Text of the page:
We ended our tour of the Old Cochin city by visiting the Cochin beach and the Chinese nets. The chinese nets are the result of trade between China and Kerala. The nets are connected to ropes, planks of wood and stone weights. They are lowered every 5-10 minutes and is an amazing sight to see as different nets go up and down and the same time. At the time of our visit, it was off season for fishing and the fishermen were mostly gathering small fish and asking for donation from tourists. The donation price is around Rs 50 or $1 US and they let you pull the net along with other fishermen for the price. Money well spent!
In the evening, we visited the Ernakulam Shiva temple to get some peace and blessings. Since the entire precint was not open till 5pm, we decided to wait inside the main temple. It was our first visit to a Kerala Hindu temple and we watched people’s devotion to the deity as they prayed and circumnavigated the inner precinct. It was a sombre experience for us!
On the contrary, we had been wanting to watch a South Indian film all along the time we were here. However, we never had the chance in Hyderabad. Therefore, we went to watch Loham, a film starring a massive star in Kerala, Mohanlal. The film was a thriller and there were no subtitles. We could guess the general plot of the film but the ending left us a bit confused.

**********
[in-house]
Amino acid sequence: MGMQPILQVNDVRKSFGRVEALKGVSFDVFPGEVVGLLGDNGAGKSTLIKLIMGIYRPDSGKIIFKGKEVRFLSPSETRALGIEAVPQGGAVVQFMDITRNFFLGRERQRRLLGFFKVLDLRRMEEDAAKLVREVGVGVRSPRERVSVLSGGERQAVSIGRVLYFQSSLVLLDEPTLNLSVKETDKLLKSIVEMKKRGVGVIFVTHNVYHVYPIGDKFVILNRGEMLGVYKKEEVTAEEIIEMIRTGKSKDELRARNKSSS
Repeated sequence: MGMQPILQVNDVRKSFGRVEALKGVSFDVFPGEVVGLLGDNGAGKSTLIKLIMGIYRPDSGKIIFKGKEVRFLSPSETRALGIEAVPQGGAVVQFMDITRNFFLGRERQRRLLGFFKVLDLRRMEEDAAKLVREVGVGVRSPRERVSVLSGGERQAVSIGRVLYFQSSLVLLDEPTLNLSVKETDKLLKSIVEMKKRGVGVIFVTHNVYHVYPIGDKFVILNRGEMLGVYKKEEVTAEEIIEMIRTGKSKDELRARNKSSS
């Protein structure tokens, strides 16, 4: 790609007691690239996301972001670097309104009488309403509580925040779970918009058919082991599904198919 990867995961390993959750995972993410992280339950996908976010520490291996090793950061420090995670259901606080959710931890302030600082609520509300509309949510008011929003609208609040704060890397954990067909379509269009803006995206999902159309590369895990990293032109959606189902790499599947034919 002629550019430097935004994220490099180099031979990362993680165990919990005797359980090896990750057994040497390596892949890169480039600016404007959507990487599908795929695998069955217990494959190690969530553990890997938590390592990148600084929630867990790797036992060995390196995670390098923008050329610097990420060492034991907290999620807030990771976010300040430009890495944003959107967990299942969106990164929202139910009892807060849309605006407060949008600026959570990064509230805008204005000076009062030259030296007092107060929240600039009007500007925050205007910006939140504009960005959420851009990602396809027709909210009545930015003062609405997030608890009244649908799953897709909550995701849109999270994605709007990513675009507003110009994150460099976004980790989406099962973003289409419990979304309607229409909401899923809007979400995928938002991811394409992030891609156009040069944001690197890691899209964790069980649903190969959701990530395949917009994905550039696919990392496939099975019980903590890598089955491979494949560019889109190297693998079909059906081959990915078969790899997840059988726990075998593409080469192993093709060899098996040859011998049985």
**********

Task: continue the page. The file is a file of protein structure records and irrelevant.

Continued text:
Following advice from my best mate, Bharat, who happens to be from Kerala state, we decided to stay an extra day in Cochin. We took a bus to the Hill Palace Museum, which was another palace of the Cochin royal family. The museum had a great collection of the art and culture of Kerala and India.
Our next destination was the Chottanikkara temple of the Goddess Durga. Did we tell you that we can’t stand autorikshaw drivers? Well here is a classic case why – we took the auto to the temple from the museum and the driver started the meter. Upon getting there, the guy claims some special tax that he’s being charged for going outside the city. We argue with him and threaten to take him to the police, but in the end paid him extra and left the scene.